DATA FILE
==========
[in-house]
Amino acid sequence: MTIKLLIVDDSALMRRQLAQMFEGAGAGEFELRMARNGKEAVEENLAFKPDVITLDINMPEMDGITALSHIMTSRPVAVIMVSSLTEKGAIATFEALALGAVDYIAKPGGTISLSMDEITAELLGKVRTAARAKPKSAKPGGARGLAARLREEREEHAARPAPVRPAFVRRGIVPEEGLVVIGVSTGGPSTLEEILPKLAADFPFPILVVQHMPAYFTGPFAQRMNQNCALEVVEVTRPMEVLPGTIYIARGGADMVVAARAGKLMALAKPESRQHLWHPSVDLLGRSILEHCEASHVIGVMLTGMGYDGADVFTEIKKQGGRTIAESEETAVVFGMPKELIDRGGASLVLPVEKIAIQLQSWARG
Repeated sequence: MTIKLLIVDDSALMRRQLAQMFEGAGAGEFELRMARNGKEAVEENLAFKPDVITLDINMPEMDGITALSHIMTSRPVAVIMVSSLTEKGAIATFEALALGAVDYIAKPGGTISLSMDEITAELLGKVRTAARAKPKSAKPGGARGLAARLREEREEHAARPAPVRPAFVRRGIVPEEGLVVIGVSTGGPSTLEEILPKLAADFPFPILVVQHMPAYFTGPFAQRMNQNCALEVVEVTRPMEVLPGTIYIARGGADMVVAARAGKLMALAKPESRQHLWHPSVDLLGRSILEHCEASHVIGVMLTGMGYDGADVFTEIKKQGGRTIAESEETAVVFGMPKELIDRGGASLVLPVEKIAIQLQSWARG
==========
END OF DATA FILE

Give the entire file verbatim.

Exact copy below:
[in-house]
Amino acid sequence: MTIKLLIVDDSALMRRQLAQMFEGAGAGEFELRMARNGKEAVEENLAFKPDVITLDINMPEMDGITALSHIMTSRPVAVIMVSSLTEKGAIATFEALALGAVDYIAKPGGTISLSMDEITAELLGKVRTAARAKPKSAKPGGARGLAARLREEREEHAARPAPVRPAFVRRGIVPEEGLVVIGVSTGGPSTLEEILPKLAADFPFPILVVQHMPAYFTGPFAQRMNQNCALEVVEVTRPMEVLPGTIYIARGGADMVVAARAGKLMALAKPESRQHLWHPSVDLLGRSILEHCEASHVIGVMLTGMGYDGADVFTEIKKQGGRTIAESEETAVVFGMPKELIDRGGASLVLPVEKIAIQLQSWARG
Repeated sequence: MTIKLLIVDDSALMRRQLAQMFEGAGAGEFELRMARNGKEAVEENLAFKPDVITLDINMPEMDGITALSHIMTSRPVAVIMVSSLTEKGAIATFEALALGAVDYIAKPGGTISLSMDEITAELLGKVRTAARAKPKSAKPGGARGLAARLREEREEHAARPAPVRPAFVRRGIVPEEGLVVIGVSTGGPSTLEEILPKLAADFPFPILVVQHMPAYFTGPFAQRMNQNCALEVVEVTRPMEVLPGTIYIARGGADMVVAARAGKLMALAKPESRQHLWHPSVDLLGRSILEHCEASHVIGVMLTGMGYDGADVFTEIKKQGGRTIAESEETAVVFGMPKELIDRGGASLVLPVEKIAIQLQSWARG